He doesn't look at all like the stalking type...
Can music stalk you?
This was a question brought up by my friend Chris. You see, within one week (six days actually), he encountered not one, not two, not three but three songs by Roger Miller. I was not aware I was aware of him and his music, and neither was Chris, but for some reason, he decided to investigate.
On Tuesday, during an episode of the excellent Raising Hope (which was originally called Keep Hope Alive – a much funnier name), there was a song featured as a recurring joke. It was called, Do Wacka Do and it went a little something like this:
Then on Friday, while he was oot n’ aboot (that’s Canadian for “out on the town”), he heard King of the Road, a tune we were each already familiar with, but did not know the performer:
Then on Sunday, while watching the excellent Jackass 3D (which should have been called Keep Johnny Knoxville Alive), a bit was built around this ditty called You Can’t Roller Skate in a Buffalo Herd:
So can music (or in this case, musicians) stalk you? All I know is it’s happened to me before.
I don't think that house-shaped "A" made the final cut. Also... is this really an effective opening image? It makes me think someone jumped out the window.
The jury’s still out on ABC’s new superhero drama(?) No Ordinary Family, but despite my borderline indifference towards it, I’m still regularly watching it. To me, executive producer Greg Berlanti knows as much about superheroes as Heroes’ executive producer Tim Kring did (I’ve ranted about him once before).
Let’s take a quick peak at their hist-heroes:
- Chicago Hope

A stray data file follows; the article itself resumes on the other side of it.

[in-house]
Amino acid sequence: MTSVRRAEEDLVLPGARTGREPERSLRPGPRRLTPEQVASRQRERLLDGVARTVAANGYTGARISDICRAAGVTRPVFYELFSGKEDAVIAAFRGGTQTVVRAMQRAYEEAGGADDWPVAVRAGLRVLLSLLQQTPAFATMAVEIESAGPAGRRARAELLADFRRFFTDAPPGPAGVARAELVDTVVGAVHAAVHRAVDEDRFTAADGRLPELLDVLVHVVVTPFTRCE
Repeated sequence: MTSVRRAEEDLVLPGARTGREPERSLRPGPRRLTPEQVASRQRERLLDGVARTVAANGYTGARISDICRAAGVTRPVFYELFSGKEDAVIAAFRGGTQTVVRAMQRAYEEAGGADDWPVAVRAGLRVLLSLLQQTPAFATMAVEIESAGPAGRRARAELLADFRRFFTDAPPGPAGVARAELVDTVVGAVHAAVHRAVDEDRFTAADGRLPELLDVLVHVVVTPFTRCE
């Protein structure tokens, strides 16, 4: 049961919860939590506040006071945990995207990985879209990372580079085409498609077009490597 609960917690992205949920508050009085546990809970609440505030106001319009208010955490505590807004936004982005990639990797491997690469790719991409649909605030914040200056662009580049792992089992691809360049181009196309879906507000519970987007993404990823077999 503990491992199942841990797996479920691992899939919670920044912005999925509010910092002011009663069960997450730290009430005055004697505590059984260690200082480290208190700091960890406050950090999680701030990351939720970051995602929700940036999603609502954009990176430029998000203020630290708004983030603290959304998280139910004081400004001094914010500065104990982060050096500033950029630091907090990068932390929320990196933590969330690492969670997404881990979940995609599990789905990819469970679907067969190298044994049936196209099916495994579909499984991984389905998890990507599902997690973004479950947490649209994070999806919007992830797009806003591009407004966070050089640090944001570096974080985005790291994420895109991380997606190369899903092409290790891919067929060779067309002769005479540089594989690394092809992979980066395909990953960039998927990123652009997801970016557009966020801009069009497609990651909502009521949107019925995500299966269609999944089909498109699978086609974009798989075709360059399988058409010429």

- Crossing Jordan
- Dawson’s Creek
- Jack & Bobby
- Dirty Sexy Money
- Eli Stone
- Brothers & Sisters
Sure, Berlanti is producing next summer’s Green Lantern movie, but an expert that does not him make (did that sentence sense make?)… But that’s neither hero nor there-o in regard to what this post is actually about. What I’ve noticed is that the cast is composed mostly of cable show ex-pats. To begin…
- Michael Chiklis
- Now: father Jim Powell
- Then: Detective Vic Mackey on FX’s The ShieldJulie Benz
- Now: mother Stephanie Powell
- Then: Rita Bennett on Showtime’s Dexter
- Romany Malco
- Now: friend George St. Cloud
- Then: Conrad Shepard on Showtime’s Weeds
- Autumn Reeser
- Now: lab assistant Katie Andrews
- Then: Lizzie Grant on HBO’s Entourage
- Guillermo Diaz
- Stephen Collins
- Now: potential bad guy Dr. Dayton King
- Then: Bruce Mathis, biological father of Dennis & Deandra Reynolds, on FX’s It’s Always Sunny in Philadelphia
- Kay Panabaker
- Now: daughter Daphne Powell
- Then: Debbie Berwick on Disney Channel’s Phil of the Future
- Then: a guest spot, Coinkydinkily, on Showtime’s Weeds
- Then: also extra Coinkydinkily, a guest spot on 7th Heaven… Stephen Collins’ former show
A (Not So Artistic) Literal Wedding Train
I didn’t ever intend this blog to contain a lot of music-related posts, but I can’t help it. Music is everywhere. In movies. On MTV TV. In my car. Which I am in. A lot. For work. Not to live.
So this post will be about a quick train of thought about a few songs that occurred at – you guessed it – a wedding.
First came this song:
We couldn’t remember who sung Wind of Change, and the ambient noise was too loud for Shazam took do its job, so I had to do it the old fashioned way. I Googled it.
Turned out to be by the German band, Scorpions, and it was released in 1990, which was later than I had expected. We also found out Scorpions had also performed the song, Send Me an Angel.